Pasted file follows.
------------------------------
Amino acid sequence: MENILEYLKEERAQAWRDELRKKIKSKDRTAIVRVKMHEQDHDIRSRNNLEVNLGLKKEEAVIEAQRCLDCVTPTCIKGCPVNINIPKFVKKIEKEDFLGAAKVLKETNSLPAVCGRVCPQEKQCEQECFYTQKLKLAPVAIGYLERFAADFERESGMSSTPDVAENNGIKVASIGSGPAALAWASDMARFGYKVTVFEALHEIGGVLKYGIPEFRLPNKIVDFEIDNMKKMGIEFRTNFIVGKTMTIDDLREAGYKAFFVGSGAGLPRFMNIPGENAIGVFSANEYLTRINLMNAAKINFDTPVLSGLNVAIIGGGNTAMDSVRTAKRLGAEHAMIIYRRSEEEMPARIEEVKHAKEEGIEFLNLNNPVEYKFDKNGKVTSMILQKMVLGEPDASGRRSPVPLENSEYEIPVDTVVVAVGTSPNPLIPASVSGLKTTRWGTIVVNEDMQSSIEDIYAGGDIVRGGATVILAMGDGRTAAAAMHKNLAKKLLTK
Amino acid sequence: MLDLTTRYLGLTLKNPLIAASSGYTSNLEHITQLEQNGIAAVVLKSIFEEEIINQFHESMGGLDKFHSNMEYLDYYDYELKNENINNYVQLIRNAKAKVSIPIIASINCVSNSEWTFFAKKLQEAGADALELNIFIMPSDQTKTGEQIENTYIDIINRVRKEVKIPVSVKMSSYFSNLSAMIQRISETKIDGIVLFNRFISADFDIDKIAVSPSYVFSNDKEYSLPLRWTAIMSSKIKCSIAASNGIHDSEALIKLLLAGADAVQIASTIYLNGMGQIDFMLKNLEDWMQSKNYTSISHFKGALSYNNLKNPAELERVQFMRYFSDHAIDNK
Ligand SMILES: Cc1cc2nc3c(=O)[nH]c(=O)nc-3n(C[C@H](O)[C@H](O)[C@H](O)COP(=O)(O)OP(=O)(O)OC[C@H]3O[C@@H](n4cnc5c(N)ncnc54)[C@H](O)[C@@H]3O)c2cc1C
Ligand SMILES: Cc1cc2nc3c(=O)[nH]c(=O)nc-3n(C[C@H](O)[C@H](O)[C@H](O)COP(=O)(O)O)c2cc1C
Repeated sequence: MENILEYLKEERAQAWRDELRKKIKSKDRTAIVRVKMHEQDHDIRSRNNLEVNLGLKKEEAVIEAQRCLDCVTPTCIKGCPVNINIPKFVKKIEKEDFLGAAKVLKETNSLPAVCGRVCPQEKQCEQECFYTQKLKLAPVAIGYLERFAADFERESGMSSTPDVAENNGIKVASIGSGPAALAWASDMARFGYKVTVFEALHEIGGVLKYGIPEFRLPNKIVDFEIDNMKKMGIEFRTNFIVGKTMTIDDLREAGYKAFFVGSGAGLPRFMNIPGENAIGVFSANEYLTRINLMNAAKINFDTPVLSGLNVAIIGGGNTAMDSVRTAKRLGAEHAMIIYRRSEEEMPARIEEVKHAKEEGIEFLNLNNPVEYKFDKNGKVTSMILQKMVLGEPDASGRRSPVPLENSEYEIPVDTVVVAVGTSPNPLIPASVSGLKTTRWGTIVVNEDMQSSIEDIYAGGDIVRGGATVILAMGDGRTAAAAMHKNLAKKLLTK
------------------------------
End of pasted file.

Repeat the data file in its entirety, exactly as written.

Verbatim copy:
Amino acid sequence: MENILEYLKEERAQAWRDELRKKIKSKDRTAIVRVKMHEQDHDIRSRNNLEVNLGLKKEEAVIEAQRCLDCVTPTCIKGCPVNINIPKFVKKIEKEDFLGAAKVLKETNSLPAVCGRVCPQEKQCEQECFYTQKLKLAPVAIGYLERFAADFERESGMSSTPDVAENNGIKVASIGSGPAALAWASDMARFGYKVTVFEALHEIGGVLKYGIPEFRLPNKIVDFEIDNMKKMGIEFRTNFIVGKTMTIDDLREAGYKAFFVGSGAGLPRFMNIPGENAIGVFSANEYLTRINLMNAAKINFDTPVLSGLNVAIIGGGNTAMDSVRTAKRLGAEHAMIIYRRSEEEMPARIEEVKHAKEEGIEFLNLNNPVEYKFDKNGKVTSMILQKMVLGEPDASGRRSPVPLENSEYEIPVDTVVVAVGTSPNPLIPASVSGLKTTRWGTIVVNEDMQSSIEDIYAGGDIVRGGATVILAMGDGRTAAAAMHKNLAKKLLTK
Amino acid sequence: MLDLTTRYLGLTLKNPLIAASSGYTSNLEHITQLEQNGIAAVVLKSIFEEEIINQFHESMGGLDKFHSNMEYLDYYDYELKNENINNYVQLIRNAKAKVSIPIIASINCVSNSEWTFFAKKLQEAGADALELNIFIMPSDQTKTGEQIENTYIDIINRVRKEVKIPVSVKMSSYFSNLSAMIQRISETKIDGIVLFNRFISADFDIDKIAVSPSYVFSNDKEYSLPLRWTAIMSSKIKCSIAASNGIHDSEALIKLLLAGADAVQIASTIYLNGMGQIDFMLKNLEDWMQSKNYTSISHFKGALSYNNLKNPAELERVQFMRYFSDHAIDNK
Ligand SMILES: Cc1cc2nc3c(=O)[nH]c(=O)nc-3n(C[C@H](O)[C@H](O)[C@H](O)COP(=O)(O)OP(=O)(O)OC[C@H]3O[C@@H](n4cnc5c(N)ncnc54)[C@H](O)[C@@H]3O)c2cc1C
Ligand SMILES: Cc1cc2nc3c(=O)[nH]c(=O)nc-3n(C[C@H](O)[C@H](O)[C@H](O)COP(=O)(O)O)c2cc1C
Repeated sequence: MENILEYLKEERAQAWRDELRKKIKSKDRTAIVRVKMHEQDHDIRSRNNLEVNLGLKKEEAVIEAQRCLDCVTPTCIKGCPVNINIPKFVKKIEKEDFLGAAKVLKETNSLPAVCGRVCPQEKQCEQECFYTQKLKLAPVAIGYLERFAADFERESGMSSTPDVAENNGIKVASIGSGPAALAWASDMARFGYKVTVFEALHEIGGVLKYGIPEFRLPNKIVDFEIDNMKKMGIEFRTNFIVGKTMTIDDLREAGYKAFFVGSGAGLPRFMNIPGENAIGVFSANEYLTRINLMNAAKINFDTPVLSGLNVAIIGGGNTAMDSVRTAKRLGAEHAMIIYRRSEEEMPARIEEVKHAKEEGIEFLNLNNPVEYKFDKNGKVTSMILQKMVLGEPDASGRRSPVPLENSEYEIPVDTVVVAVGTSPNPLIPASVSGLKTTRWGTIVVNEDMQSSIEDIYAGGDIVRGGATVILAMGDGRTAAAAMHKNLAKKLLTK